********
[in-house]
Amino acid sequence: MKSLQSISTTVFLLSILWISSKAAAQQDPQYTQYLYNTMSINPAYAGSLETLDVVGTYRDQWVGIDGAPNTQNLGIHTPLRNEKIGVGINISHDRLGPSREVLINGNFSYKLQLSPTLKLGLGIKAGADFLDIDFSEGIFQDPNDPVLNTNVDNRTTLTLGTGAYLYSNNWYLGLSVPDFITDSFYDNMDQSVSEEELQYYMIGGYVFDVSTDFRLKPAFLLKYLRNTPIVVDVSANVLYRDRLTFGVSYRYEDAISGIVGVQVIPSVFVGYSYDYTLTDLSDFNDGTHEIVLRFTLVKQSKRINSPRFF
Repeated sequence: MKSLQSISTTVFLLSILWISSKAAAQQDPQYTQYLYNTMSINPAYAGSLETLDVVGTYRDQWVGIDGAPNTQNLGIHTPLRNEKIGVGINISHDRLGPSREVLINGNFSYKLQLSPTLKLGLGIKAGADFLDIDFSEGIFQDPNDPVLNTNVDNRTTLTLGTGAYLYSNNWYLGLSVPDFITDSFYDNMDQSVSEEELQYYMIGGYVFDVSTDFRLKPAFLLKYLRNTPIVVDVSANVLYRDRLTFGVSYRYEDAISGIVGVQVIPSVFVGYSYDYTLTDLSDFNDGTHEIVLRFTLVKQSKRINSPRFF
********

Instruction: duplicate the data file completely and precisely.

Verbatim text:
[in-house]
Amino acid sequence: MKSLQSISTTVFLLSILWISSKAAAQQDPQYTQYLYNTMSINPAYAGSLETLDVVGTYRDQWVGIDGAPNTQNLGIHTPLRNEKIGVGINISHDRLGPSREVLINGNFSYKLQLSPTLKLGLGIKAGADFLDIDFSEGIFQDPNDPVLNTNVDNRTTLTLGTGAYLYSNNWYLGLSVPDFITDSFYDNMDQSVSEEELQYYMIGGYVFDVSTDFRLKPAFLLKYLRNTPIVVDVSANVLYRDRLTFGVSYRYEDAISGIVGVQVIPSVFVGYSYDYTLTDLSDFNDGTHEIVLRFTLVKQSKRINSPRFF
Repeated sequence: MKSLQSISTTVFLLSILWISSKAAAQQDPQYTQYLYNTMSINPAYAGSLETLDVVGTYRDQWVGIDGAPNTQNLGIHTPLRNEKIGVGINISHDRLGPSREVLINGNFSYKLQLSPTLKLGLGIKAGADFLDIDFSEGIFQDPNDPVLNTNVDNRTTLTLGTGAYLYSNNWYLGLSVPDFITDSFYDNMDQSVSEEELQYYMIGGYVFDVSTDFRLKPAFLLKYLRNTPIVVDVSANVLYRDRLTFGVSYRYEDAISGIVGVQVIPSVFVGYSYDYTLTDLSDFNDGTHEIVLRFTLVKQSKRINSPRFF